Isolation of Patients With Suspected Tuberculosis

David Ashkin, MD; Arthur Pitchenik, MD
Arch Intern Med. 1994;154(20):2366. doi:10.1001/archinte.1994.00420200122013.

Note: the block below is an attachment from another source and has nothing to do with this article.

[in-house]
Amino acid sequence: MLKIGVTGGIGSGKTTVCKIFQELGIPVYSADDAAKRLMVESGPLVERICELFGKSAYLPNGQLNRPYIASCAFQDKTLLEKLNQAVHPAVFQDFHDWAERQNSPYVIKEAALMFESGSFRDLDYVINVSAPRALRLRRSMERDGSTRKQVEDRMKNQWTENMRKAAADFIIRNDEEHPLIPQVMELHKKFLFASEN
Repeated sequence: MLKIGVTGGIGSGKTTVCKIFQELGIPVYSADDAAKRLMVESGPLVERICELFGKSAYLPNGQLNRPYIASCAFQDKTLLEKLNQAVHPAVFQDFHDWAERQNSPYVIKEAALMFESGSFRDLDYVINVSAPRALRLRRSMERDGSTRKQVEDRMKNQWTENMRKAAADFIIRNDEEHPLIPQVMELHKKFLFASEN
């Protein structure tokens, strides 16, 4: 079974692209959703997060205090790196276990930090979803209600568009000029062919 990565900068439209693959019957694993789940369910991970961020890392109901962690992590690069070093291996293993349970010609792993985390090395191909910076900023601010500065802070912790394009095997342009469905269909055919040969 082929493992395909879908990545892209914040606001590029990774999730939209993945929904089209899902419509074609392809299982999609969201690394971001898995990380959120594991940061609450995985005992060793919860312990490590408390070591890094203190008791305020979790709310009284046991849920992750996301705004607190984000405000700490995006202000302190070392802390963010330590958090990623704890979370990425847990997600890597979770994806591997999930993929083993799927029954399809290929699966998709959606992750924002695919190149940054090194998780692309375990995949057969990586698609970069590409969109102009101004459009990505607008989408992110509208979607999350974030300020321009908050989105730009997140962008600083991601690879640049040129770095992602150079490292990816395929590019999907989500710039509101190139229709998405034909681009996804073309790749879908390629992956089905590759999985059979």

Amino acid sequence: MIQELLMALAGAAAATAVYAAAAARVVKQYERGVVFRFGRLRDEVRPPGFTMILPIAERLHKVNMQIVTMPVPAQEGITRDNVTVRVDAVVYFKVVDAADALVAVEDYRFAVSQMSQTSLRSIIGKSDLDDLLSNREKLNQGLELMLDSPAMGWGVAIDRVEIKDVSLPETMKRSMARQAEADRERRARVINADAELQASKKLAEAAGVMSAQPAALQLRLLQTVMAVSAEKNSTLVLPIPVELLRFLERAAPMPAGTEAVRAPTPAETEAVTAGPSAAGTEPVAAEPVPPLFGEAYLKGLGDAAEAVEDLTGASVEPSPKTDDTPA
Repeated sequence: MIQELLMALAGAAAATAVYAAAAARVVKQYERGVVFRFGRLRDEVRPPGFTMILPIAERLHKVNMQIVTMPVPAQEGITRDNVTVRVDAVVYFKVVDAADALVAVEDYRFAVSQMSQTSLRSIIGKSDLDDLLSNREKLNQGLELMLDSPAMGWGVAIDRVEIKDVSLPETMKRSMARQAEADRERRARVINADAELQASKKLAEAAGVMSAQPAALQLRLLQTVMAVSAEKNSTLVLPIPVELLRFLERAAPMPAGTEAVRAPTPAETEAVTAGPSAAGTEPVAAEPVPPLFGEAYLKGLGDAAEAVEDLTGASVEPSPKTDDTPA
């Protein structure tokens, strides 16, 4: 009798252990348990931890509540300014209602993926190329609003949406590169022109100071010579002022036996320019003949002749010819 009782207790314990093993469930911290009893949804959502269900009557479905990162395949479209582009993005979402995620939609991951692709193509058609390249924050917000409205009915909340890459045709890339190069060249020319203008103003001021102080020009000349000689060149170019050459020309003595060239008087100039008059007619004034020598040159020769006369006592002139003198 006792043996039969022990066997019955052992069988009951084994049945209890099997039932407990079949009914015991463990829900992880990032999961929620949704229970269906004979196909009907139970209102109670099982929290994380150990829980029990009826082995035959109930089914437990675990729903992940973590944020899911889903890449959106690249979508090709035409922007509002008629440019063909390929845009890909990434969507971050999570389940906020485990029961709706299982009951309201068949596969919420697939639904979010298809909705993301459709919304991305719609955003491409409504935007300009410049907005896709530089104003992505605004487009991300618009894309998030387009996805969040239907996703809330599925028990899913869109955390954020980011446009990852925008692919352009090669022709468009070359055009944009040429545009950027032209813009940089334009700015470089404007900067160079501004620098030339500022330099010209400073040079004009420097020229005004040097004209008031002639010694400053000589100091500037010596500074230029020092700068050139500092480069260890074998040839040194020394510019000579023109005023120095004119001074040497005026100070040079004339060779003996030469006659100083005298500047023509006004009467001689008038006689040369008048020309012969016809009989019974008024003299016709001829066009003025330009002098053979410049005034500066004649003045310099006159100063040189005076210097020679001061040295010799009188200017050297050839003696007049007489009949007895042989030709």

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We read with interest the recent article by Scott et al,1 concerning isolation of patients with tuberculosis. We feel that it is important to stress the point made by the authors that their findings might be most applicable to their population and might not apply in others. As pointed out in their article, in their population, the use of a chest roentgenogram was a useful tool in distinguishing those patients that might require early isolation, while awaiting results of diagnostic studies. Of interest was the fact that only 12% (5/43) of their patients with tuberculosis were co-infected with the human immunodeficiency virus (HIV). Of these five patients, two (40%) had chest roentgenograms that were not "consistent" with tuberculosis by their criteria. In many urban areas, including our own, as many as 40% of the cases of newly diagnosed tuberculosis are seen in HIV-infected individuals. When these circumstances exist, the


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